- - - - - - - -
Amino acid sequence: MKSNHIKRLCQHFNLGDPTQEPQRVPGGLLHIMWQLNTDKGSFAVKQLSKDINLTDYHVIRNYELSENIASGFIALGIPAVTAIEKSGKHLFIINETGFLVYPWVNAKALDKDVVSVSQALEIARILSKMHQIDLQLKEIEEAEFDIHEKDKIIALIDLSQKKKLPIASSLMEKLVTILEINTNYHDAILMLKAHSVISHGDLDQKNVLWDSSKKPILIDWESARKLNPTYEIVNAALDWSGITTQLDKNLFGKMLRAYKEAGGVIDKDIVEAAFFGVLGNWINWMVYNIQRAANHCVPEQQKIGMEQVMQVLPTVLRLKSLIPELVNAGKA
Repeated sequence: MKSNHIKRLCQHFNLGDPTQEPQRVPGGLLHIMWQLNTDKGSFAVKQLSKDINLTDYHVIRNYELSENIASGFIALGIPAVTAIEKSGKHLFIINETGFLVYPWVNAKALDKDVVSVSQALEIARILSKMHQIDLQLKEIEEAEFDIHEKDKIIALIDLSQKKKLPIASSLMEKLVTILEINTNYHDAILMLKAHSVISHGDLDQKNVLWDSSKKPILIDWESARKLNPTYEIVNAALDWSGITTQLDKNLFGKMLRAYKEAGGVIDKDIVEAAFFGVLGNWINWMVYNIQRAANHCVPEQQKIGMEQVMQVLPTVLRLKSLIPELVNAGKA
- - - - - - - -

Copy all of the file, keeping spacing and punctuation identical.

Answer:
Amino acid sequence: MKSNHIKRLCQHFNLGDPTQEPQRVPGGLLHIMWQLNTDKGSFAVKQLSKDINLTDYHVIRNYELSENIASGFIALGIPAVTAIEKSGKHLFIINETGFLVYPWVNAKALDKDVVSVSQALEIARILSKMHQIDLQLKEIEEAEFDIHEKDKIIALIDLSQKKKLPIASSLMEKLVTILEINTNYHDAILMLKAHSVISHGDLDQKNVLWDSSKKPILIDWESARKLNPTYEIVNAALDWSGITTQLDKNLFGKMLRAYKEAGGVIDKDIVEAAFFGVLGNWINWMVYNIQRAANHCVPEQQKIGMEQVMQVLPTVLRLKSLIPELVNAGKA
Repeated sequence: MKSNHIKRLCQHFNLGDPTQEPQRVPGGLLHIMWQLNTDKGSFAVKQLSKDINLTDYHVIRNYELSENIASGFIALGIPAVTAIEKSGKHLFIINETGFLVYPWVNAKALDKDVVSVSQALEIARILSKMHQIDLQLKEIEEAEFDIHEKDKIIALIDLSQKKKLPIASSLMEKLVTILEINTNYHDAILMLKAHSVISHGDLDQKNVLWDSSKKPILIDWESARKLNPTYEIVNAALDWSGITTQLDKNLFGKMLRAYKEAGGVIDKDIVEAAFFGVLGNWINWMVYNIQRAANHCVPEQQKIGMEQVMQVLPTVLRLKSLIPELVNAGKA